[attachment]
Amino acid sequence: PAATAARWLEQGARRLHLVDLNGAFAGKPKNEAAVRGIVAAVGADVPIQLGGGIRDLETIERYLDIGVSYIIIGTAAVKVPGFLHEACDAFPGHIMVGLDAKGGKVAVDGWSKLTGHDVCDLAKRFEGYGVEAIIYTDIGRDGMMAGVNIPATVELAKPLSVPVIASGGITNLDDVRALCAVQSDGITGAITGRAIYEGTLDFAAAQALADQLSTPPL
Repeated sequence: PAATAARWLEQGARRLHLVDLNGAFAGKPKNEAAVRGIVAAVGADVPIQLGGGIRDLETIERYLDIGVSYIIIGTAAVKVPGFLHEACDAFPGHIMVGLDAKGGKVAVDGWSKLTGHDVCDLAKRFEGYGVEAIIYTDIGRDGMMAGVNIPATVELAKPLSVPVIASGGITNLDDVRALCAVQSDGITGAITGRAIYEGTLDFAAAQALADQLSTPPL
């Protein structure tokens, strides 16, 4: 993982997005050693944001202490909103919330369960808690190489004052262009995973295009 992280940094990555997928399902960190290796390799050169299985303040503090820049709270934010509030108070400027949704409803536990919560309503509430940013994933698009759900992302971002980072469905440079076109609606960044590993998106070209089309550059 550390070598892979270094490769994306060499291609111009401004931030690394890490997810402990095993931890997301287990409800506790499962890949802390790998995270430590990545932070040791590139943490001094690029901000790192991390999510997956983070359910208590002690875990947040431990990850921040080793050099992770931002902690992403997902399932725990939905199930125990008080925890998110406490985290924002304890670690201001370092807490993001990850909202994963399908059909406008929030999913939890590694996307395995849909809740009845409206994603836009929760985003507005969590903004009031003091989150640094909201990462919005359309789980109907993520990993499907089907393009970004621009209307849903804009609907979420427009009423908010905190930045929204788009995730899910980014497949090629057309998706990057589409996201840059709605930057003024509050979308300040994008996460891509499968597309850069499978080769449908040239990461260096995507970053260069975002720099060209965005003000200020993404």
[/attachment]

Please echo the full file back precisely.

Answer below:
Amino acid sequence: PAATAARWLEQGARRLHLVDLNGAFAGKPKNEAAVRGIVAAVGADVPIQLGGGIRDLETIERYLDIGVSYIIIGTAAVKVPGFLHEACDAFPGHIMVGLDAKGGKVAVDGWSKLTGHDVCDLAKRFEGYGVEAIIYTDIGRDGMMAGVNIPATVELAKPLSVPVIASGGITNLDDVRALCAVQSDGITGAITGRAIYEGTLDFAAAQALADQLSTPPL
Repeated sequence: PAATAARWLEQGARRLHLVDLNGAFAGKPKNEAAVRGIVAAVGADVPIQLGGGIRDLETIERYLDIGVSYIIIGTAAVKVPGFLHEACDAFPGHIMVGLDAKGGKVAVDGWSKLTGHDVCDLAKRFEGYGVEAIIYTDIGRDGMMAGVNIPATVELAKPLSVPVIASGGITNLDDVRALCAVQSDGITGAITGRAIYEGTLDFAAAQALADQLSTPPL
């Protein structure tokens, strides 16, 4: 993982997005050693944001202490909103919330369960808690190489004052262009995973295009 992280940094990555997928399902960190290796390799050169299985303040503090820049709270934010509030108070400027949704409803536990919560309503509430940013994933698009759900992302971002980072469905440079076109609606960044590993998106070209089309550059 550390070598892979270094490769994306060499291609111009401004931030690394890490997810402990095993931890997301287990409800506790499962890949802390790998995270430590990545932070040791590139943490001094690029901000790192991390999510997956983070359910208590002690875990947040431990990850921040080793050099992770931002902690992403997902399932725990939905199930125990008080925890998110406490985290924002304890670690201001370092807490993001990850909202994963399908059909406008929030999913939890590694996307395995849909809740009845409206994603836009929760985003507005969590903004009031003091989150640094909201990462919005359309789980109907993520990993499907089907393009970004621009209307849903804009609907979420427009009423908010905190930045929204788009995730899910980014497949090629057309998706990057589409996201840059709605930057003024509050979308300040994008996460891509499968597309850069499978080769449908040239990461260096995507970053260069975002720099060209965005003000200020993404």